I stumbled across an old mix-tape last night while searching through a shoe-box full of trinkets and miscellaneous small items. Out of curiosity I popped it into the ghetto blaster. After several songs into the first side, “Kodachrome” by Paul Simon played.
After the song ended, I couldn’t help but rewind the tape in order to hear it again. I leaned back on the sofa, closed my eyes, and simply let the happy memories flood through me.
There were so many ingredients that enhanced my happiness that year. I had reconnected with a second cousin and her son, then was invited to share their apartment. I had started a new job in Palo Alto at Hewlett Packard. I was living in the Bay Area where there was an incredible progressive vibe and the energy of progress. Ever present was San Francisco–my favorite city on Earth. My young life was in the process of blooming. Happiness prevailed that year.
So, yes, “Kodachrome” is a jolt of happiness. The emotion stays with me long after the short tune is finished.
Fond, positive memories do trigger emotional happiness. Oftentimes, happy memories are followed by melancholic yearning and nostalgia in most people’s minds. Last night’s memories were simply positive and happy. There was no wishing to return to 1973 in a time machine. The memories were enough. I went to sleep last night with a satisfied smile on my face.
“Happiness lies in the joy of achievement and the thrill of creative effort.”–Franklin D. Roosevelt
To be truly happy, we cannot rely upon nostalgic memories. Nostalgia is a filtered view of the past that can enable feelings of dissatisfaction with the present moment. The never-ending human search for happiness may begin in the fantasies of the past, but ongoing happiness is fortified by living in the now.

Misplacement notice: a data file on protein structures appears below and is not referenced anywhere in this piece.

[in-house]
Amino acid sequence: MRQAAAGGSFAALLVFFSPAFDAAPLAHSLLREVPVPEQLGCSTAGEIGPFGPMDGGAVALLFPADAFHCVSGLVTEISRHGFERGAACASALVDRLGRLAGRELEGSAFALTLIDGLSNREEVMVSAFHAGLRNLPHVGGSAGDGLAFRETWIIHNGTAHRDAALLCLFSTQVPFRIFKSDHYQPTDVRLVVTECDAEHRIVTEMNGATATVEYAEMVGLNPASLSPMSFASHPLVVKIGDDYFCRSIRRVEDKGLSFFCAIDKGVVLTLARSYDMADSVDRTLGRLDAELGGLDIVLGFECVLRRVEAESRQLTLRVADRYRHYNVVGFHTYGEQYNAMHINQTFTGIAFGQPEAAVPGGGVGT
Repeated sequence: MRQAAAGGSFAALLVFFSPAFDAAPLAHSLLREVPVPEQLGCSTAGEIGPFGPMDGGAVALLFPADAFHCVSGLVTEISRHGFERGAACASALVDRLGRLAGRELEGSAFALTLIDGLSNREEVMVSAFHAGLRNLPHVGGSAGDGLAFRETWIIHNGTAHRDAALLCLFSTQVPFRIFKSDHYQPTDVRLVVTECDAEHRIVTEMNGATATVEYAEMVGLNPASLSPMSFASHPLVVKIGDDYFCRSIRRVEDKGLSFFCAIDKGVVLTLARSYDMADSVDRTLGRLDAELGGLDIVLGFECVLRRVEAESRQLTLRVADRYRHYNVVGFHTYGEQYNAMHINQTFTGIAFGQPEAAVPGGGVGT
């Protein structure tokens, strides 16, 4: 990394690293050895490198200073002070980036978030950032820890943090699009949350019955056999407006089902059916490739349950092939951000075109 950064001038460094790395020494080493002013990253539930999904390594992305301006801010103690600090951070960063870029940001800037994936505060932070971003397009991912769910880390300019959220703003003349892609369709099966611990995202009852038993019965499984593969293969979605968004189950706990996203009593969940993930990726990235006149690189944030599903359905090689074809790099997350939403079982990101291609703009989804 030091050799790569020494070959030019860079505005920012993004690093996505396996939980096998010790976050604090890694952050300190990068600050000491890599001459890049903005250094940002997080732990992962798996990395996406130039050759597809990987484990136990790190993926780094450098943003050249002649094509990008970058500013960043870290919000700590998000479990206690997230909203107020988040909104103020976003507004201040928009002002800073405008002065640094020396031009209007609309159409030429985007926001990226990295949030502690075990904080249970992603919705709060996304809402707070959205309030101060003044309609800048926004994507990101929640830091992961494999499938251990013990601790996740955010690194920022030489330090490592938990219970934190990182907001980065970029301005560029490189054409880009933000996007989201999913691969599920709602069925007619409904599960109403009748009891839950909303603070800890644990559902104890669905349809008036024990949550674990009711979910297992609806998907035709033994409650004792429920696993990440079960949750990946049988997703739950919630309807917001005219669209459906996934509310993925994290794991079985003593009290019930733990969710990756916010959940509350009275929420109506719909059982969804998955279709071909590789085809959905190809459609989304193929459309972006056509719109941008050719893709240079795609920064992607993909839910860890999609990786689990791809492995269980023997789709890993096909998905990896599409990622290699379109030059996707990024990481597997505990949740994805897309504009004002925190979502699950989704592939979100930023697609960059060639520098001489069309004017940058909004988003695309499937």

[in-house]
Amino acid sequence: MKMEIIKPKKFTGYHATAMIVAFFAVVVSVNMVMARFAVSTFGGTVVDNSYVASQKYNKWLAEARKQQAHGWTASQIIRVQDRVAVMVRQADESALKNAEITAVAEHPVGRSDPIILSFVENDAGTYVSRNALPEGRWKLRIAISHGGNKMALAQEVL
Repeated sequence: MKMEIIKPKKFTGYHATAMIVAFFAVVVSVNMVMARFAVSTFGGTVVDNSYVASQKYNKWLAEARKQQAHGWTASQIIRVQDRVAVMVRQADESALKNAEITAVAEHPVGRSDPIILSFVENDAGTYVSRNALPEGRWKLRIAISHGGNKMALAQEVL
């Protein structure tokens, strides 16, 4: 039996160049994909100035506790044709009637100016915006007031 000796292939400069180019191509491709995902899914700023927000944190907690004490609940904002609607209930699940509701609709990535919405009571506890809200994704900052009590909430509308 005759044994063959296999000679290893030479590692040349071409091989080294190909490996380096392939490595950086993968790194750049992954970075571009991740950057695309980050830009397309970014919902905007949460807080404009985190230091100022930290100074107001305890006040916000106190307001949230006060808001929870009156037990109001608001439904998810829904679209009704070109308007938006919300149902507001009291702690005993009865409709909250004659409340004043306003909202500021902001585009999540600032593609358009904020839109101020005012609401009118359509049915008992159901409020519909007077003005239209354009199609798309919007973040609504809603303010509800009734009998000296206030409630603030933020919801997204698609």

I feel immense gratitude about 1973. That was a wake-up year but it was only the beginning of the chain-reaction of adulthood. The ongoing gratefulness puts everything into perspective. It has been at the roots of courage, friendships, well-being, contentment, and an evolving spirituality. All of these have contributed to happiness. The takeaway is how I ideally choose to view life in its hard times and its pleasant times.
In my opinion, life is a creative process that includes curiosity and daring. When we add peace of mind and love, happiness is the result.
There’s something else. We are better off not overthinking about happiness. It’s best when we simply allow it to happen.
The Blue Jay of Happiness quotes essayist, poet, and philosopher, Henry David Thoreau. “There is no value in life except what you choose to place upon it and no happiness in any place except what you bring to it yourself.”